When I talk with those involved in digital marketing about their work, I find myself in another world, comprising click rates, conversions, split testing and incredibly detailed and comprehensive data on their target audiences. The tech giants of the internet hoover up and monetise mind-boggling amounts of data to leverage ever more targeted and relevant advertising, which makes the traditional data behind viewing figures seem, well, quaint. Meanwhile, the biggest innovation in broadcast visible advertising, until recently, has been the advent of perimeter LED screens with dynamic content.
Some may be surprised by how little this has affected the broadcast world to date. Until recently, I think the answer to this has been primarily due to the lack of technological solutions which bridge the gap between what is possible in broadcast and digital. Those who have pioneered TV broadcast virtual advertising solutions to date have largely done so by pushing the limits of traditional technologies with complex and self-limited systems which involve considerable in-venue hardware and boots on the ground. Some of the results of this approach have been impressive, but the bar to market entry is high and the length of road before obsolescence is short.
Rapid pace of change
That situation is changing and changing fast. Using computer vision techniques, it will soon be possible, with ever-increasing granularity and accuracy, to create an unlimited number of feeds, enabling personalised virtual advertising to each viewer’s device. All this can be driven by similar data sets to current internet advertising and requires no instrumented lenses, no infrared emitters or sensors, no pitch line guides, no specialist cameras, just the video output of the production.
We have yet to see the true disruption this technology will bring in action. As live sports production is ever more likely to be remotely and/or cloud derived, the opportunity to reliably and invisibly insert virtual advertising inventories into a programme will move rapidly from its current tentative first steps to an expected and entirely depended-upon model for property owners, broadcast rightsholders and sponsors alike. The ability to target viewers will rapidly move from regionalised to localised, with the holy grail of personalised advertising being as dependent upon the stakeholders’ grasp of the idea as it will on the availability of the right technology.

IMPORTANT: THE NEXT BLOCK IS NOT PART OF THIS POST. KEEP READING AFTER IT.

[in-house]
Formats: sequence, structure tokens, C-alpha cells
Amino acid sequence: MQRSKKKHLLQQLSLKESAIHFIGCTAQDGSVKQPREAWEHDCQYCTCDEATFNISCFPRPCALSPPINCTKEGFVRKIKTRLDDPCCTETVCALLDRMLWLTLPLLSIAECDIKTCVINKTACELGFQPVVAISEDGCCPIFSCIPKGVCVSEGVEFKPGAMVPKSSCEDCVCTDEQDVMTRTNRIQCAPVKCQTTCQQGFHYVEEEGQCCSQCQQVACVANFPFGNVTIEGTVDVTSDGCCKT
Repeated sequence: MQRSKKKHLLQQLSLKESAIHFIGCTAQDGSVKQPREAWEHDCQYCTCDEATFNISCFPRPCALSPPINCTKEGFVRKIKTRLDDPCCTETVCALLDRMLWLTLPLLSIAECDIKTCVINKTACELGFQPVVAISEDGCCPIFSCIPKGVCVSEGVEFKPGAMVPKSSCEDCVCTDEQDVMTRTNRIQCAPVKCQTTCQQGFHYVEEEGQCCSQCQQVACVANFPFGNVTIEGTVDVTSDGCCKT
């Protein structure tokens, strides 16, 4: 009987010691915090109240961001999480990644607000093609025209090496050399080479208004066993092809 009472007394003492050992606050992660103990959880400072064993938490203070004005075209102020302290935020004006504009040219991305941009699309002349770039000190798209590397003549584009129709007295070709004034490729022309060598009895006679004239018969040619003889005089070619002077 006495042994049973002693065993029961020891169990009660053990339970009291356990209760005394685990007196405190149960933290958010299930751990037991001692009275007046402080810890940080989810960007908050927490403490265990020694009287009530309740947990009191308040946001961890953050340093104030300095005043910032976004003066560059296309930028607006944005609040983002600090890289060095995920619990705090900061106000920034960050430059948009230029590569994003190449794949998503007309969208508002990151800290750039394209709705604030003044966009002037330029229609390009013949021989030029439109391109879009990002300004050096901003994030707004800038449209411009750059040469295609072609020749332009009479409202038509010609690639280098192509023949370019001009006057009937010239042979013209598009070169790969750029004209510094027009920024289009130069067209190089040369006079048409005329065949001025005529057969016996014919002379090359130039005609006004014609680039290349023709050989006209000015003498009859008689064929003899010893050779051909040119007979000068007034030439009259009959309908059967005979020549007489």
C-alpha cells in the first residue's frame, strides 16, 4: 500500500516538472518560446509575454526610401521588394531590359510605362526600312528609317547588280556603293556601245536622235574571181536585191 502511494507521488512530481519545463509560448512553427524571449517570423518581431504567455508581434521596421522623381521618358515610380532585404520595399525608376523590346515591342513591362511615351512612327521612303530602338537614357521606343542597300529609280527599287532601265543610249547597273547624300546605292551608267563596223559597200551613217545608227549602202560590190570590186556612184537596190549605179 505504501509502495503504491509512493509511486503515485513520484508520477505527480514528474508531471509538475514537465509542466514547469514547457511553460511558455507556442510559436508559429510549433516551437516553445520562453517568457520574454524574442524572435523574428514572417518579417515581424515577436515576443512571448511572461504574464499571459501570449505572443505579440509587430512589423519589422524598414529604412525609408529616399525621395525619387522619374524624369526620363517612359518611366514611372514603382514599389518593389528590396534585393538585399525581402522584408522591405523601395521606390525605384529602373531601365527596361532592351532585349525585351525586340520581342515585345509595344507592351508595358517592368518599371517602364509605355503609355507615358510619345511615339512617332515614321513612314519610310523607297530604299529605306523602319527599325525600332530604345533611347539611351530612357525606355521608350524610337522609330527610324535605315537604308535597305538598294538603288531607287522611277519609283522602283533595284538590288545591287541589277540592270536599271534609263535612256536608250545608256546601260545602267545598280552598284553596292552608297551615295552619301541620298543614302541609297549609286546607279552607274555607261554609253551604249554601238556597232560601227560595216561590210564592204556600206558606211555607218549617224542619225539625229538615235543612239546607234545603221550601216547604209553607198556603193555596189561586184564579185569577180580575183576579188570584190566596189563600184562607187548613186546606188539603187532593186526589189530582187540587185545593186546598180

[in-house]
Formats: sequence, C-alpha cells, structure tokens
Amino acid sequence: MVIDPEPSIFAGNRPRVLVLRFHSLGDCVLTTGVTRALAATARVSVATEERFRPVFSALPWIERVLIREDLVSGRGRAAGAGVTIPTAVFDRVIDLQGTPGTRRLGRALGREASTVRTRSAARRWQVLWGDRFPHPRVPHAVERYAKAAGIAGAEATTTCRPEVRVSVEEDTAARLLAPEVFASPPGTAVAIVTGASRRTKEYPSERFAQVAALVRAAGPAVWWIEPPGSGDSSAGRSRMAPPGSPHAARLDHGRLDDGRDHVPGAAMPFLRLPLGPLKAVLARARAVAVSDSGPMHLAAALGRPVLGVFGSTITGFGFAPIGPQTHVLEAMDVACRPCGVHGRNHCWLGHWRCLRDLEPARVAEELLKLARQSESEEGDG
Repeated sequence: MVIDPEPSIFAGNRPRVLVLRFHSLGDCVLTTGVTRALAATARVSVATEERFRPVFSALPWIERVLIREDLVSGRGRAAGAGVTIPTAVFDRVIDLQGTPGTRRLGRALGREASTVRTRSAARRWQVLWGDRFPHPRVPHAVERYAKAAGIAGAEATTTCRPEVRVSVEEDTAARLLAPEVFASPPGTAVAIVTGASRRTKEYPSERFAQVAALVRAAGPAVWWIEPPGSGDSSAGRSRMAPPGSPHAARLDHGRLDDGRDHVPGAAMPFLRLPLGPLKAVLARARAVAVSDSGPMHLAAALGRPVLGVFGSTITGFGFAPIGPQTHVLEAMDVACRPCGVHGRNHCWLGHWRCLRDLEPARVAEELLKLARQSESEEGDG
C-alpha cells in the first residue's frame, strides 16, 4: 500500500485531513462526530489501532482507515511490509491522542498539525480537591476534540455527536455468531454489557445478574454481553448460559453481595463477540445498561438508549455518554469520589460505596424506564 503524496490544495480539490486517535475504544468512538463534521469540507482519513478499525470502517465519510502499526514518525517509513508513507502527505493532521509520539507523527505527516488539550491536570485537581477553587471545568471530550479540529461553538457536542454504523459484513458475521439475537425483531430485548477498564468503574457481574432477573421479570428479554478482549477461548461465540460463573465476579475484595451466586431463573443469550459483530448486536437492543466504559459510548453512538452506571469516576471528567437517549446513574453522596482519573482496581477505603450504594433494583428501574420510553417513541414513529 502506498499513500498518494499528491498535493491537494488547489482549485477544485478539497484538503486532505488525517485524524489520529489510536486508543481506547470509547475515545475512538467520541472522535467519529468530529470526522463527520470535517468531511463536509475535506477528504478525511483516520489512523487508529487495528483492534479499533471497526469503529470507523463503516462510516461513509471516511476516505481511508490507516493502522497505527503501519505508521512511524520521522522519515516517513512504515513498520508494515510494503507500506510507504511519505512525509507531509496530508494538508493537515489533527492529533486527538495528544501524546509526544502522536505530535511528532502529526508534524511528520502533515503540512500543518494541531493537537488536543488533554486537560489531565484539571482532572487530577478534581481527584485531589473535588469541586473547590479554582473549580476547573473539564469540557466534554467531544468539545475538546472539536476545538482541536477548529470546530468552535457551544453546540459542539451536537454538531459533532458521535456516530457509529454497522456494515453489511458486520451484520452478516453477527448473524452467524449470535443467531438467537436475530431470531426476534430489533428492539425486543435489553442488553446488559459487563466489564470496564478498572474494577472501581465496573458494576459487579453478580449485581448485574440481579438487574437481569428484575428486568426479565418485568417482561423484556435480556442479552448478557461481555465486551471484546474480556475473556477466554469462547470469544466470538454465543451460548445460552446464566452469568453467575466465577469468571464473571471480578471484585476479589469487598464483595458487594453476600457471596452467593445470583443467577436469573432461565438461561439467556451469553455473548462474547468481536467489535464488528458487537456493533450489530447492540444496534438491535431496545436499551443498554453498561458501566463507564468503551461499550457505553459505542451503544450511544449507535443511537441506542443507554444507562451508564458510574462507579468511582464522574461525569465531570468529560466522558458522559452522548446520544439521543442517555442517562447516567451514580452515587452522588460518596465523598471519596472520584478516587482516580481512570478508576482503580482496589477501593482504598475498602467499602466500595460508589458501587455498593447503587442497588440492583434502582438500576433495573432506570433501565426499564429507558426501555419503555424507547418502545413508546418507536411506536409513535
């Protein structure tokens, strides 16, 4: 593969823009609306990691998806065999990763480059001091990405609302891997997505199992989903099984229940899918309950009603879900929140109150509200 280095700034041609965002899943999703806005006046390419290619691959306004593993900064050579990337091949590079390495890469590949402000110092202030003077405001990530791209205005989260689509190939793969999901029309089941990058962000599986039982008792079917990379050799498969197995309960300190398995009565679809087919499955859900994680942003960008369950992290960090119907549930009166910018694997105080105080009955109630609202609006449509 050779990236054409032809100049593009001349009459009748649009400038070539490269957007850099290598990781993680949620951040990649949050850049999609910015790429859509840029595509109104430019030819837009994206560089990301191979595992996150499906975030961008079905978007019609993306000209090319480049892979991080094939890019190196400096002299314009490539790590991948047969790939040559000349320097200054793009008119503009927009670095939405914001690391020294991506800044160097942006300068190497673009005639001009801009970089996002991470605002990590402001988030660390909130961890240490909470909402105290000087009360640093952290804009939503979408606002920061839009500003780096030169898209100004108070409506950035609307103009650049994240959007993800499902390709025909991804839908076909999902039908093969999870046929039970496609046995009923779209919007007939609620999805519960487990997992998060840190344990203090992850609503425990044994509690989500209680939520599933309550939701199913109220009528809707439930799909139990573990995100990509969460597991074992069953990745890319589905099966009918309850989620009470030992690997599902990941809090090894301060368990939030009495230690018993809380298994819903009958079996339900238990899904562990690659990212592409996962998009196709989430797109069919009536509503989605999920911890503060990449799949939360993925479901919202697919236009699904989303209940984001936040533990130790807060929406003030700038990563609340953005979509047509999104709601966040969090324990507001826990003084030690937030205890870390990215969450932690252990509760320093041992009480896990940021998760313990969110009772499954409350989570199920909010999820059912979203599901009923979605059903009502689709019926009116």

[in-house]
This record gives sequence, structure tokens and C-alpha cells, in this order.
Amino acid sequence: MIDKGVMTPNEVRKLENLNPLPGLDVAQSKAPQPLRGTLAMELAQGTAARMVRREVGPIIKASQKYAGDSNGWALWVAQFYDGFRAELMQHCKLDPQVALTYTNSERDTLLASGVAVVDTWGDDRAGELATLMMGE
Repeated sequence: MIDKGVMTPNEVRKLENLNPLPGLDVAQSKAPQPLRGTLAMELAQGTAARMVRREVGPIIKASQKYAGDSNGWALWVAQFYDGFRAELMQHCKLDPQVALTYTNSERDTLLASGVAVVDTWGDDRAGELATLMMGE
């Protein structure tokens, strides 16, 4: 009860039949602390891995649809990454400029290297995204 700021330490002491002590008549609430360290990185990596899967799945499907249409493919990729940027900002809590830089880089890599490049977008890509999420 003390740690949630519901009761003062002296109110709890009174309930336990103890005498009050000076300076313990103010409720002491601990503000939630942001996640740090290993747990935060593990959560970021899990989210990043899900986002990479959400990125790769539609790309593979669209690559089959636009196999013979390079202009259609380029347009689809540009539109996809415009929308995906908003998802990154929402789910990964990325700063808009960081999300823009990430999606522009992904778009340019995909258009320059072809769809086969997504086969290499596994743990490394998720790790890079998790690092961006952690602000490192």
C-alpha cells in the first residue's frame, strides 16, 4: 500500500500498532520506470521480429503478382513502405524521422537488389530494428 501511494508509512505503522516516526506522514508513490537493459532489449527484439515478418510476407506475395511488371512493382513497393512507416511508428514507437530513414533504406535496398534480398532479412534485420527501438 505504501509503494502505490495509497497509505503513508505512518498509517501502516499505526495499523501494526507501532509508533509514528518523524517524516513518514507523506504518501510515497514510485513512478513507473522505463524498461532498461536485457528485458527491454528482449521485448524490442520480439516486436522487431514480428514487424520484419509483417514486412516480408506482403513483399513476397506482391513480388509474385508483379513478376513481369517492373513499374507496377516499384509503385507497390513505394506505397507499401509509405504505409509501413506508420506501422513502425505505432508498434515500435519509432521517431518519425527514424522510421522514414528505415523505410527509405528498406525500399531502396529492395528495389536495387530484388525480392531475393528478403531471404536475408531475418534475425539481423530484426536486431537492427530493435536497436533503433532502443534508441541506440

What new approach does a federation take to TV visible sponsorship in a world where every viewer can be targeted individually? How will businesses offer broadcast signal distribution which evolves to cope with personalised IP delivery? And, perhaps most importantly, how will agencies best learn how to synergise their skillsets and services to best exploit the opportunities this world will offer?
One thing the revolution in remote and cloud operations has taught us is that when we use words like ‘unthinkable’ and ‘impossible’ we frequently end up eating those words. But how do property owners cut through the noise and uncertainty to make good decisions on shaping their future? The virtual advertising sector has a few serious players in it now. Those who understand the whole picture and the long view will be the ones who survive to see it. There are several moving parts to this. Those of us working at the intersection of these technologies and mindsets need to make sure we effectively bring computer vision technology, robust broadcast solutions, and simple, flexible workflows together with compelling, understandable and cost-effective propositions which can be spun up and down at short notice with nothing but first-class standards.